Background.  One definition for a computer virus is

A virus is a self replicating computer program that interferes with the operations of

  • a computer's hardware, software and/or operating system
  • a network's hardware, software and/or operating system

Viruses are designed to be difficult to detect.

Viruses often replicate by attaching to another piece of executable code.  When the executable code with the attached virus is run it gives the virus the chance to attach itself to other executables and/or engage in whatever activities it was designed for. 

A virus must be executed in order to function.  This is one of the few aspects of viruses that can help prevent their spread.  There are more and more ways to detect viruses and deal with them before they are executed.  If a virus is executed, it is loaded into the host device's memory and its instructions will be followed.

Viruses are usually classified based on a number of characteristics

  • the types of files it infects
  • the ways it infects other files and/or devices
    • writing itself to floppy disks
    • writing itself to hard drives
    • attaching itself to emails
    • get distributed through legitimate software programs
    • across the Internet
    • across some other network
  • where it locates

There are a number of different basic types of viruses that can be identified. 

  • parasitic - infect executable files or programs.  Parasitic viruses usually leave the contents of the host file unchanged.  But they almost always append in such a way to guarantee they execute before the host.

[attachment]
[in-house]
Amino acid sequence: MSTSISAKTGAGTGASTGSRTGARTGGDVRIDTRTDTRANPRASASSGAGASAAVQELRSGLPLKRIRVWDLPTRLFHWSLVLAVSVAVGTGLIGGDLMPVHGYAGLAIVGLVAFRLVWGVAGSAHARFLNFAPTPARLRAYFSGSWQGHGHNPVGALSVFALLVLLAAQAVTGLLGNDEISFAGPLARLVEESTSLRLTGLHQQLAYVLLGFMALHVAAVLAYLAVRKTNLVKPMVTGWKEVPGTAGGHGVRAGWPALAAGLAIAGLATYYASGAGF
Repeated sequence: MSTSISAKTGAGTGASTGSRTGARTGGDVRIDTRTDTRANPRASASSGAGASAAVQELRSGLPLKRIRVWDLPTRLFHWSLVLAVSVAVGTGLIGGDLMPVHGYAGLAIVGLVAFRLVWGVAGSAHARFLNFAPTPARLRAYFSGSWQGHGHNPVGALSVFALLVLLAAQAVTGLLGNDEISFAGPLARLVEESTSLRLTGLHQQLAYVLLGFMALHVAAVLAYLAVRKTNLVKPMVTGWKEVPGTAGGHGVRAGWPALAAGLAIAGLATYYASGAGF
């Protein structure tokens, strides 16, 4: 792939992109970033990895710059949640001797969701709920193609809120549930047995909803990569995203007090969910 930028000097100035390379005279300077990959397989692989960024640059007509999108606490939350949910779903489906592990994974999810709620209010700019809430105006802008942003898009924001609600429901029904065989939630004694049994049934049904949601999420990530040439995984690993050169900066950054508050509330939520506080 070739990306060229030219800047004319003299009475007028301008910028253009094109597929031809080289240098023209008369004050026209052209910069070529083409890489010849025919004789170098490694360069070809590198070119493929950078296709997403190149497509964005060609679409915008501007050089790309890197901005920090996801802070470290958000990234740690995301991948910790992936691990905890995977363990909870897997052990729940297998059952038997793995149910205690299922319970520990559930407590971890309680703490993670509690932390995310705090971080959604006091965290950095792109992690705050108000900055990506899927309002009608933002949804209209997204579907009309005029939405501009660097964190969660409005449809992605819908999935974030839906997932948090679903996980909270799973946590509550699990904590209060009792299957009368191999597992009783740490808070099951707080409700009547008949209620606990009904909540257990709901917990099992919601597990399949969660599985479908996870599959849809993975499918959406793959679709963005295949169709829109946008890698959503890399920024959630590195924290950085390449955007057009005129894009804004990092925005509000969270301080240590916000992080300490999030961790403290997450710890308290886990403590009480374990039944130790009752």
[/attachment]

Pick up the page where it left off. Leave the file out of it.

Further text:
• boot sector - infects the boot sector of either a floppy or hard drive.  Such a virus replaces either the programs that start the computer or the information about the disk contents.
    • this type of virus is almost always transmitted by the exchange of floppy disks
  • multi-partite - these exhibit characteristics of both boot sector viruses and parasitic viruses and can infect wither files/executables and/or boot sectors.
  • companion - instead of modifying an existing program, companion viruses create a new program with the same name as an already existing program.  A companion virus is designed to trick the operating system into running this companion program which delivers the virus payload.
  • link - these function by modifying the ways an operating systems finds a program.  The operating system will be tricked into first running the link virus and then the desired program.  Entire directories can be infected since any executable program accessed within the host directory will cause the virus to execute.
  • data file - these viruses can open, manipulate and then close data files.  Data file viruses are almost always written in some macro language and designed to automatically execute when a legitimate program is accessed.
    • some data file viruses
      • Melissa - which operated within the Microsoft Word 97 and/or Word 2000 framework.
  • macro - these did not appear until the late 1990's, but they account for most of the viruses.  The proliferation of macro languages accounts for the increasing number of these viruses.
  • virus hoaxes - Internet users have become so cautious and suspicious that even rumors of viruses can diminish system functioning
    • some hoaxes have warned users to delete certain files that were actually important to system function
    • some virus hoaxes
      • Good Times - this caused widespread panic as users read about the sorts of destruction it could do.  It threatened to put your processing into an "nth complexity infinite binary loop" and overheat your systems.